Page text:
Flipped classes and other teaching methods prepare students for the work force

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unchlines abound about Silicon Valley culture with its company-hosted sushi bars, nap chambers and Lego stations. But truth be told, some of the tenets of the tech-world lifestyle are making their way into the work world of the 10s. The cubicles that favor individualism are coming down in favor of open workspaces that spark teamwork. Top-down, discipline-specific approaches are being replaced by all-hands-on-deck group problem-solving.

At Sac State, professors are re-engineering their courses to prepare students for the work world they will graduate into.

Turning classwork on its head

Biological sciences professor Jennifer Lundmark, pictured below, has been teaching her systemic physiology course for 35 semesters. And no two have been the same.

Lundmark uses a “flipped classroom” curriculum design, where practices traditionally held in a face-to-face setting of a classroom and after-class activities are switched. For example, a professor gives his or her lecture online, allowing them to spend class time facilitating the problem-solving usually done as homework.

“It used to be ‘Come to class and I’m going to give you the basics. Then I’m going to give you homework with complicated problems to do on your own’,” says Lundmark. “This flips it. I’ll provide the material you can do individually, then come to class and we can work on the problems together.”

"Today's business environment requires tackling problems with a design-thinking approach—bringing individuals with diverse experiences and skills together to solve a problem."

 – Kate Renwick-Espinosa, MBA '98, president of VSP Global Vision Care

Lundmark says using class time to work in groups allows students to develop and strengthen vital skills that can’t be taught through lecture but are crucial to possess as a graduate entering the workforce. In fact, a report by the World Economic Forum says complex problem-saving, critical thinking and coordinating with others are among the top 10 skills employers will be looking for in the year 2020.

“Today’s business environment requires tackling problems with a design-thinking approach—bringing individuals with diverse experiences and skills together to solve a problem,” says Kate Renwick-Espinosa, MBA ’98, president of VSP Global Vision Care. “Design thinking leverages skills such as teamwork, interpersonal communication, conflict resolution and critical thinking. These are all qualities we look for in recent graduates.”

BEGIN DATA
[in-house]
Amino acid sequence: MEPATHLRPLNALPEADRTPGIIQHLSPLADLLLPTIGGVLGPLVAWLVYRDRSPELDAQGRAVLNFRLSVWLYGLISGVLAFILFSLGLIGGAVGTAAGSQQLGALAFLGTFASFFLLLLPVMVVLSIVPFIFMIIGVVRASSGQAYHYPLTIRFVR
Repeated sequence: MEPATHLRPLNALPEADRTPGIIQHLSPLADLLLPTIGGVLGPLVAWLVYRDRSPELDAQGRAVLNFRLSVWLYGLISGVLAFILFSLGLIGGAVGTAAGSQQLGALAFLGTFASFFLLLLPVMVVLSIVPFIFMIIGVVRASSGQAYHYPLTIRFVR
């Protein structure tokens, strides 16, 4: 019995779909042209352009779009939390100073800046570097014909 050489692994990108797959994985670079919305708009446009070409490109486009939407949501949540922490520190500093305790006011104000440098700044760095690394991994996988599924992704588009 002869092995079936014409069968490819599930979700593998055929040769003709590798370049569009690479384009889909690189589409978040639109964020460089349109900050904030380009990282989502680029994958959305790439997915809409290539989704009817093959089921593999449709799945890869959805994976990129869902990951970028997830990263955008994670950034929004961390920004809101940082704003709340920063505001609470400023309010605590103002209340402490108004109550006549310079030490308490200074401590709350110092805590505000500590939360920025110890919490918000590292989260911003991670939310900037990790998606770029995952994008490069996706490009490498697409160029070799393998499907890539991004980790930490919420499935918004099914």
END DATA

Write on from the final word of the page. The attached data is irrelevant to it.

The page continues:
VSP is a frequent mention among model employers, including cracking the top 10 in Fortune Magazine’s “Best 100 Companies to Work for.” Renwick-Espinosa points to the creative and agile work environment they promote at VSP and believes the future of their business lies in fresh ideas from anywhere in the company.

“Most of our employees work closely in teams so we look for graduates who can work well in group settings, which will help improve the odds of team’s success,” she says.

Hands-on learning

Sac State students who enroll in Brian Baldus’ Marketing 101 course get a head start on acquiring those desirable skills.

“I think the team component is critical because the business world is getting so complex. There are so many tools and technologies, no one can really know it all.”

Baldus groups students into teams of five to seven and tasks them with developing a marketing plan for an existing local business.

“Students have to understand how to work well as a group because they will face that in the real world,” Baldus says.

Lundmark adds “This type of classroom would not have been tolerated 40 years ago, but I think it’s important for students to have a voice in how they’re understanding the material. They are more likely to think internally, ask questions and offer opinions on the subject when they have a role.”

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